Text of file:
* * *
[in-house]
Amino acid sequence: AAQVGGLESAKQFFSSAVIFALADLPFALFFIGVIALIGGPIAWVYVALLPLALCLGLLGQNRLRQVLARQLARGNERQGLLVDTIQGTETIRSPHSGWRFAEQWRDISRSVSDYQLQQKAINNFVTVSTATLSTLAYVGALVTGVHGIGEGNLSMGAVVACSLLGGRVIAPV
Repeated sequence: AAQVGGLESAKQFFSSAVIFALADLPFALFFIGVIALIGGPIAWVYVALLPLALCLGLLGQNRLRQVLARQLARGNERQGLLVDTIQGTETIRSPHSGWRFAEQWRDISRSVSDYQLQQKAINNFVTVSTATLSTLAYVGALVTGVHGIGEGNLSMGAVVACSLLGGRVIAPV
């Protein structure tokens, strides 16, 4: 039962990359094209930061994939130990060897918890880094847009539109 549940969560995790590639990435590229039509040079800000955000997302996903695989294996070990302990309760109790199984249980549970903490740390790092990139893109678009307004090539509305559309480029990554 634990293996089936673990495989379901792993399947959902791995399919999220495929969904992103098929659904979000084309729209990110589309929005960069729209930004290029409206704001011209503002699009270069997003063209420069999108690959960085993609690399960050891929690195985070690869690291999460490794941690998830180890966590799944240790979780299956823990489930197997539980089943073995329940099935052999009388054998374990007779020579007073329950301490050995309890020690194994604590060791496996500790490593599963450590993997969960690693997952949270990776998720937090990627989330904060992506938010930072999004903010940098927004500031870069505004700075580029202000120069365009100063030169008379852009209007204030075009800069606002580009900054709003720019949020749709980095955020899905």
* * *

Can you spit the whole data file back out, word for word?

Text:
[in-house]
Amino acid sequence: AAQVGGLESAKQFFSSAVIFALADLPFALFFIGVIALIGGPIAWVYVALLPLALCLGLLGQNRLRQVLARQLARGNERQGLLVDTIQGTETIRSPHSGWRFAEQWRDISRSVSDYQLQQKAINNFVTVSTATLSTLAYVGALVTGVHGIGEGNLSMGAVVACSLLGGRVIAPV
Repeated sequence: AAQVGGLESAKQFFSSAVIFALADLPFALFFIGVIALIGGPIAWVYVALLPLALCLGLLGQNRLRQVLARQLARGNERQGLLVDTIQGTETIRSPHSGWRFAEQWRDISRSVSDYQLQQKAINNFVTVSTATLSTLAYVGALVTGVHGIGEGNLSMGAVVACSLLGGRVIAPV
């Protein structure tokens, strides 16, 4: 039962990359094209930061994939130990060897918890880094847009539109 549940969560995790590639990435590229039509040079800000955000997302996903695989294996070990302990309760109790199984249980549970903490740390790092990139893109678009307004090539509305559309480029990554 634990293996089936673990495989379901792993399947959902791995399919999220495929969904992103098929659904979000084309729209990110589309929005960069729209930004290029409206704001011209503002699009270069997003063209420069999108690959960085993609690399960050891929690195985070690869690291999460490794941690998830180890966590799944240790979780299956823990489930197997539980089943073995329940099935052999009388054998374990007779020579007073329950301490050995309890020690194994604590060791496996500790490593599963450590993997969960690693997952949270990776998720937090990627989330904060992506938010930072999004903010940098927004500031870069505004700075580029202000120069365009100063030169008379852009209007204030075009800069606002580009900054709003720019949020749709980095955020899905």